Tuesday, January 12, 2010
My first book, Between Two Kingdoms, goes to print this week. It is to be released sometime in March. This fact has caused a lot of reflection on my end this week. The first words that would become Between Two Kingdoms were hastily typed out in the fall of 1999 for a message series called "A Tale of Two Kingdoms" for Apex Church in Las Vegas. It was a teaching series through the Sermon on the Mount crafted shortly after reading Dallas Willard's The Divine Conspiracy, a book that would change my understanding of the gospel forever. My friend Jennifer Parks read each chapter after I would speak. It was an engaging time of growth for Apex. I have fond memories of that time in my life.
Writing the story was a way to try to contextualize my emerging theology. I grew up with what Willard called a "gospel of sin management" and was replacing that gospel with the gospel of the Kingdom. I was growing up in my faith and this fairy tale/kid's story was the most adult thing I had ever written.
I never intended to publish it. It was part therapy, part sermon illustration, part history of our little church plant. In 2000, I wrote a few more chapters during a vacation. Mainly out of boredom. Then it rested.
The story slept on the hard drive of an old Dell laptop while my life continued without her. She slept through the harder years of Apex, when we aggressively moved toward house churches and wrestled with the thousands of practical implications of discovering the centrality of the Kingdom. She slept through my resignation from church work and my years as an entertainer in Las Vegas. She slept through our move to Los Angeles in 2005 and first few years of our life there.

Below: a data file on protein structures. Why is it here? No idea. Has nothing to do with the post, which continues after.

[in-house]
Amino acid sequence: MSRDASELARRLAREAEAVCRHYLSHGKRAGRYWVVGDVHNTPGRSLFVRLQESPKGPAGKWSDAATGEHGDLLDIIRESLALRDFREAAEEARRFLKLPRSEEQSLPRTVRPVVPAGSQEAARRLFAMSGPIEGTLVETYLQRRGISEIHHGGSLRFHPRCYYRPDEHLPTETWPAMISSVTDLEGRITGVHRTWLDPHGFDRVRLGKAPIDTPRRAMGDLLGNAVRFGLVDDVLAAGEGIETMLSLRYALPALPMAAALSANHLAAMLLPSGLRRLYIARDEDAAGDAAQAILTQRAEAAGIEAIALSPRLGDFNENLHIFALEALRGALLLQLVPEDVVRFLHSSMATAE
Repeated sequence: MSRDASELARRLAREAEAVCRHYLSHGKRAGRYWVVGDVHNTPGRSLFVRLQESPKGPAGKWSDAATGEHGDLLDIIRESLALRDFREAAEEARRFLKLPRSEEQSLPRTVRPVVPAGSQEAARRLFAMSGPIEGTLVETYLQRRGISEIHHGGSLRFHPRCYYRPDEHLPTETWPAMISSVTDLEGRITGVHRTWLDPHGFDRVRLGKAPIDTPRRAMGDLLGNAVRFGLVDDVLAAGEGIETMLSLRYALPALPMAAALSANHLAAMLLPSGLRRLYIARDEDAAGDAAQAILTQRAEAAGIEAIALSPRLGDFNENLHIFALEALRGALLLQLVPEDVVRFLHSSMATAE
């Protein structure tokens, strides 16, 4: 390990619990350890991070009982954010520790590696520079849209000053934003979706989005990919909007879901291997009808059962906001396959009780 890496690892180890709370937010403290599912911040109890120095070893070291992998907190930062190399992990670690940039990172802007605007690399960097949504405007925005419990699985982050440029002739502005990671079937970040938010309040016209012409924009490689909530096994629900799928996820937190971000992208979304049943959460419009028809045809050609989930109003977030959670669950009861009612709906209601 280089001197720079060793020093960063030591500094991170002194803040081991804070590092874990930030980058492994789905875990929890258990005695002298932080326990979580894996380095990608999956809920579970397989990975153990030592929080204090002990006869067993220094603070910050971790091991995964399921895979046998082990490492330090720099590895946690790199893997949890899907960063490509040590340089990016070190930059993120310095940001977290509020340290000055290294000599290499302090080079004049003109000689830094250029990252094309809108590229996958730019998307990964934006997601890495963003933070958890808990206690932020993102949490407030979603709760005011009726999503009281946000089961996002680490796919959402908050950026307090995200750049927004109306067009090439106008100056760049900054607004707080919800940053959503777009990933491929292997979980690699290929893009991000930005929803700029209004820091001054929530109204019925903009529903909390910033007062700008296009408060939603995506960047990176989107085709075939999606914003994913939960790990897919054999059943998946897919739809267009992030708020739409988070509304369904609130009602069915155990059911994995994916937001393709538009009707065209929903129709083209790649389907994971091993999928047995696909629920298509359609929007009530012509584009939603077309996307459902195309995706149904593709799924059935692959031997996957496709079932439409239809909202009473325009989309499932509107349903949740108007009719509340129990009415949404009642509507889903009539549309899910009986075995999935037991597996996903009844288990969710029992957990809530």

Then one day in early 2007, I woke her up. I had to find my old laptop and dig around, but there she was. Just the way I left her. Snoozing away - grammatical errors, missing plot points and all. I decided to share the story (what is now the first nine or so chapters) with my new church community at The Crossing in Costa Mesa. They received her kindly and resurrected a puff of life back into her.
Then the most unexpected thing happened - God picked us up by the shirt collar and brought us back to Cincinnati. So we came - with all that was ours - some cheap ikea furniture, a Toyota Corolla with manual locks, a few boxes of toys...and a half-finished fairy tale.
After a year or so, I shared a chapter of the story with my new family at The Vineyard. The following week I spoke at a conference at my alma mater. There I met Dale Reeves, the Director of Acquisitions at Standard Publishing. We talked and exchanged emails. Somehow my story came up...so I sent him what I had with little expectations.
The folks at Standard liked her - sort of. She was a little rough around the edges...and way too short, but she had potential. So they agreed to publish her. That was August, 2008. Nine years after her first incarnation. That is when the hard work began - I had to actually finish the story. I fearlessly immersed myself back into a world that I had created a decade earlier. I had changed a lot in ten years. She had not changed at all. She was going to have to. Exactly one year ago I turned in the "final" draft of the extended story to Standard. Then it went to edit. For the last twelve months the story has bounced back and forth between several editors and myself. At last, it landed in the capable hands of Laura Derico, a lifelong friend of mine. She massaged my words into something exponentially better than I could have ever done alone. I learned that editors probably never get the glory they deserve on projects like this.
Last week I sent in a few final notes and that was the end of it. She is finished. If I had to guess, less than ten percent of those first words written in 1999 remain. She evolved. And like me, she has grown up over the last eleven years. I hope that lots of people like her...but even if they don't, I do. She's not perfect, but she has persevered...and she has now done something I have never had the courage to do. She has, for the rest of time, elected to stop evolving. She is now what she will always be. She is finished.
Posted by Joe at 7:38 PM